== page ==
The Chinese Characters and Classical Chinese

Origins of the Chinese Characters

Chinese Word Formation
According to the first Chinese etymological dictionary Shuowen Jiezi (Chinese:說文解字), Chinese characters originated from trigrams – symbols used for divination that were invented by the legendary Chinese Emperor Fu Xi who is said to have been born in the twenty-ninth century BCE.

Tying Knots
Later on, knot-tying was used as a means of communication and education in the governance of Emperor Shennong, who is said to have been born in the twenty-eight century BCE.

How did knot-tying work? If we wanted to inform a visitor that we had left the house and would return in two days’ time, we could tie two knots. Similarly, after completing a task, we might tie a large knot at the end of a string to indicate completion. However, just consider the multitude of ideas and matters in daily life that require communication. Clearly, knot-tying was not ideal.

Cangjie Creating Chinese Characters
Shuowen Jiezi states, “Cang Jie was a scribe for the Yellow Emperor (Huangdi). Observing the tracks of birds and animals, he realised that the patterns and forms were distinguishable, and started to formulate characters.” Cang Jie is a legendary figure in ancient China (circa 2650 BCE) associated with the creation of the characters as part of education.

Chinese characters have a universal nature and were formulated based on the phenomena of daily life. The form of the characters was derived from the commonly visible and accessible phenomena in daily life. “Observing the tracks of birds and animals” – like the snowy winter in the Central Plains, when animals leave their distinct tracks in the snow like the tracks of tigers, sika deers, chickens or small birds. The paw print of a puppy looks like a plum blossom, whereas the footprint of a small bird resembles the character “个” or a bamboo stalk. The characters began to take shape based on the tracks of birds and animals.

The characters were derived from day-to-day experiences, drawing from the human form and our surrounding environment. This makes the characters memorable and easy to learn. With a willingness to learn and a proper method of study, anyone can master the characters!

Evolution of the Chinese Writing

Logic behind the Characters: The Six Methods

1. Pictograms
Pictograms are characters that resemble objects through symbols, images or sketches, like the characters for sun and moon.

The ancient character for sun is an illustration of its round shape. The short stroke inside indicates that the sun is not hollow. In contrast, the ancient form for moon is depicts a thin and curved crescent shape as the moon is more often crescent shaped than full.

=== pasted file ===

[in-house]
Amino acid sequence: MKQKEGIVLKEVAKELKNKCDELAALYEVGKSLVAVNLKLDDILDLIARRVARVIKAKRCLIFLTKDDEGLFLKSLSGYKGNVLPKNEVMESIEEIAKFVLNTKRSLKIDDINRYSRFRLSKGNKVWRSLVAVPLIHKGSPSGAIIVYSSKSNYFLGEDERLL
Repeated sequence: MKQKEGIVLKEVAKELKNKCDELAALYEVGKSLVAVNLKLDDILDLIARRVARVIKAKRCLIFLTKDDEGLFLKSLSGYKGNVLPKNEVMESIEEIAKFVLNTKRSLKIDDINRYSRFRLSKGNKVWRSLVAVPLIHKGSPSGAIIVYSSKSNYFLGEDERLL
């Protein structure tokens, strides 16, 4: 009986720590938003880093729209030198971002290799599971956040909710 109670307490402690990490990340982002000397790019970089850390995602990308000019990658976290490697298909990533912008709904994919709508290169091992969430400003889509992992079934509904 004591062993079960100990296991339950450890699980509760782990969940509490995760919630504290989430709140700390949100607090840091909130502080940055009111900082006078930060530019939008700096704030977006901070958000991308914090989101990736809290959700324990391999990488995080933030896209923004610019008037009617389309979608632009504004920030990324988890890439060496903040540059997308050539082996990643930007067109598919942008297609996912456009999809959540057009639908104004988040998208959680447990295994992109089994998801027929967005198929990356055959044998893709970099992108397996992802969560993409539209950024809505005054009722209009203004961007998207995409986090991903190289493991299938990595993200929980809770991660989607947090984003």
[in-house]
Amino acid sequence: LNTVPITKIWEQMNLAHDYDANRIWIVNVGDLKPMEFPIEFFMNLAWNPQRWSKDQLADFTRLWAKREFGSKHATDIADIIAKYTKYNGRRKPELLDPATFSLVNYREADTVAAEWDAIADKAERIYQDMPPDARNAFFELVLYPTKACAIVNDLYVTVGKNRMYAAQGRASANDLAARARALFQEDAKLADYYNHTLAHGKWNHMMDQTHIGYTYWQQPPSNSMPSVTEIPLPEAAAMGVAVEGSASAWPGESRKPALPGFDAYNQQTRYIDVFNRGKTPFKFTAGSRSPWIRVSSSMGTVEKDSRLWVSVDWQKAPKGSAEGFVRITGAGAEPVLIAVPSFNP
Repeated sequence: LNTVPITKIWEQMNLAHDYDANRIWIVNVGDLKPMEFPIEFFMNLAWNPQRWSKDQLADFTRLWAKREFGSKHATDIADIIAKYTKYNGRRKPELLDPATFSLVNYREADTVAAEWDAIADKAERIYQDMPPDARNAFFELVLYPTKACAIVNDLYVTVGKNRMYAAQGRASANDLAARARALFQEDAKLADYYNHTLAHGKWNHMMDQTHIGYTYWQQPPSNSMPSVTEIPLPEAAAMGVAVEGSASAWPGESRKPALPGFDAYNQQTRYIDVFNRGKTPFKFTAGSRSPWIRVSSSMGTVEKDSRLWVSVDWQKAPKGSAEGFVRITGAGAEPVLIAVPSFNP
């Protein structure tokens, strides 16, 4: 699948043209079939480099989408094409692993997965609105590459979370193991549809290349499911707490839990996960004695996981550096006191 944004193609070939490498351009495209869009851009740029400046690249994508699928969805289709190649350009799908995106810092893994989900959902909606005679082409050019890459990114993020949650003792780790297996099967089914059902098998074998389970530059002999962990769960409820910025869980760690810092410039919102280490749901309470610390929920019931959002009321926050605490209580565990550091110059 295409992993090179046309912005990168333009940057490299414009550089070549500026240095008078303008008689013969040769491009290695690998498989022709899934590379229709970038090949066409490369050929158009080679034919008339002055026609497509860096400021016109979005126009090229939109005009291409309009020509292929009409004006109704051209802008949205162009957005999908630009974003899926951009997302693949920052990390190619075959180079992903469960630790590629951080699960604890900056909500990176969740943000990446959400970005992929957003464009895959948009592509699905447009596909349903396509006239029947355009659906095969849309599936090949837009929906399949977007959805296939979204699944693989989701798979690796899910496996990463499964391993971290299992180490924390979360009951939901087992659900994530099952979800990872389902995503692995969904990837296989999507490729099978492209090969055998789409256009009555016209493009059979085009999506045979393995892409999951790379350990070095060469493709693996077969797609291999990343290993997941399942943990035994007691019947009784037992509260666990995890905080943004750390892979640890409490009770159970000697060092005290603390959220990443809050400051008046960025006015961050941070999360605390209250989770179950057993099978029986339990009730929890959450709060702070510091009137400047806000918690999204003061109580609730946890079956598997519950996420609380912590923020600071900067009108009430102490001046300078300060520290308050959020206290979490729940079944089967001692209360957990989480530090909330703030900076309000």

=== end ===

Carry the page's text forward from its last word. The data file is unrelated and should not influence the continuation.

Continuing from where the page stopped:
2. Ideograms
Ideograms are signs denoting ideas and abstract concepts. Indicators are added to pictographs to make new meanings, like the characters for foundation and tip

The character for foundation or roots is created by placing a horizontal stroke at the bottom of the pictogram for ‘tree’ to indicate the tree roots. Not only does it mean the foundation of the tree but it also means the fundamental part or origin generally. Similarly, the ancient character for the tip or end of the branch is created by adding a stroke to the upper part of the tree. Not only does it mean the extremity of the branch but also the final stage generally.

3. Associative Compounds
Such characters combine pictograms or ideograms to create a new meaning. For example, the characters for military and trustworthiness.

The character for military combines the characters for ‘halberd’ (a shafted weapon) and ‘to stop’. The meaning of ‘military’ therefore is to cease conflict and keep the peace. The character for trustworthiness is a combination of the characters for ‘person’ and ‘word’, thus trust implies ‘keeping one’s word’.

4. Pictophonetic Characters
Characters of this type are composed of at least one pictograph suggesting the general meaning and one phonetic element relating to the sound of the character. and trustworthiness.

For example, the two characters for two types of rivers 江(jiāng) and 河 (hé). The water radical on the left indicates that both characters have a semantic connection with water, while the phonetic element is on the right. .

5. Derivative Characters
These are synonymous characters with similar sound, which are used to mutually interpret each other. For example, 考(kǎo) examination and 老 (lǎo) elderly have associated meanings and sounds because elders have developed analytical and judgement skills.

6. Phonetic Loan Characters
Existing characters are used to represent an unrelated word with similar or identical pronunciation.

How do you express the concept of west? The character for west was originally the character for ‘perch’, therefore the ancient form resembles a bird perched on its nest. As birds generally return to their nests at sunset when the sun is in the west, this character was adopted as a phonetic loan to represent the character for west. Also, the character come was originally the character for ‘wheat’ but was later a phonetic loan for the verb (to come). Analysing the form of 來: the central line represents the grain stalk, and the strokes on either side are the awns. The ancients revered nature and regarded all good things as coming from Mother Nature.